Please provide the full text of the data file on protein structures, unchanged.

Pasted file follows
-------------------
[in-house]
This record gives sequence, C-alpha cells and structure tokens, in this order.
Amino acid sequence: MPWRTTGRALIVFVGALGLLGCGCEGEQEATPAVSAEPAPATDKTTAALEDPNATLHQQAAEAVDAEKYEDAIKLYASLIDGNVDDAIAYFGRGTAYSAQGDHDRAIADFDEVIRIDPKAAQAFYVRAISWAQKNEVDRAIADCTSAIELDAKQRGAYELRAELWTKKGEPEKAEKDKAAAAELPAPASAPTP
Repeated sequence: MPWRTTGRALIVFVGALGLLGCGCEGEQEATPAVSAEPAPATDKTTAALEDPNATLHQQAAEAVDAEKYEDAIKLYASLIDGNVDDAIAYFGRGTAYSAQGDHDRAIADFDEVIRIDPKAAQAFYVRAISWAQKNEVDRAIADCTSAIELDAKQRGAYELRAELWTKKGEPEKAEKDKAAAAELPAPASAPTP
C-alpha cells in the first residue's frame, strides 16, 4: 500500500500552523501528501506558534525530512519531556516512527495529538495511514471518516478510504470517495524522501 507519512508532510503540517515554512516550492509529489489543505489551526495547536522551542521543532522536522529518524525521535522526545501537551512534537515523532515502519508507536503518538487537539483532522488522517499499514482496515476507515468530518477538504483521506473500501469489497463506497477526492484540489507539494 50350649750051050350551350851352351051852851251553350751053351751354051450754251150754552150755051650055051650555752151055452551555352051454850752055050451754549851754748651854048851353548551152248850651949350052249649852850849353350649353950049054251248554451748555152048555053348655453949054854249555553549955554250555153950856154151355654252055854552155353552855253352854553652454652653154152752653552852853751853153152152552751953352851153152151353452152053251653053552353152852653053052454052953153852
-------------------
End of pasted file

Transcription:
[in-house]
This record gives sequence, C-alpha cells and structure tokens, in this order.
Amino acid sequence: MPWRTTGRALIVFVGALGLLGCGCEGEQEATPAVSAEPAPATDKTTAALEDPNATLHQQAAEAVDAEKYEDAIKLYASLIDGNVDDAIAYFGRGTAYSAQGDHDRAIADFDEVIRIDPKAAQAFYVRAISWAQKNEVDRAIADCTSAIELDAKQRGAYELRAELWTKKGEPEKAEKDKAAAAELPAPASAPTP
Repeated sequence: MPWRTTGRALIVFVGALGLLGCGCEGEQEATPAVSAEPAPATDKTTAALEDPNATLHQQAAEAVDAEKYEDAIKLYASLIDGNVDDAIAYFGRGTAYSAQGDHDRAIADFDEVIRIDPKAAQAFYVRAISWAQKNEVDRAIADCTSAIELDAKQRGAYELRAELWTKKGEPEKAEKDKAAAAELPAPASAPTP
C-alpha cells in the first residue's frame, strides 16, 4: 500500500500552523501528501506558534525530512519531556516512527495529538495511514471518516478510504470517495524522501 507519512508532510503540517515554512516550492509529489489543505489551526495547536522551542521543532522536522529518524525521535522526545501537551512534537515523532515502519508507536503518538487537539483532522488522517499499514482496515476507515468530518477538504483521506473500501469489497463506497477526492484540489507539494 50350649750051050350551350851352351051852851251553350751053351751354051450754251150754552150755051650055051650555752151055452551555352051454850752055050451754549851754748651854048851353548551152248850651949350052249649852850849353350649353950049054251248554451748555152048555053348655453949054854249555553549955554250555153950856154151355654252055854552155353552855253352854553652454652653154152752653552852853751853153152152552751953352851153152151353452152053251653053552353152852653053052454052953153852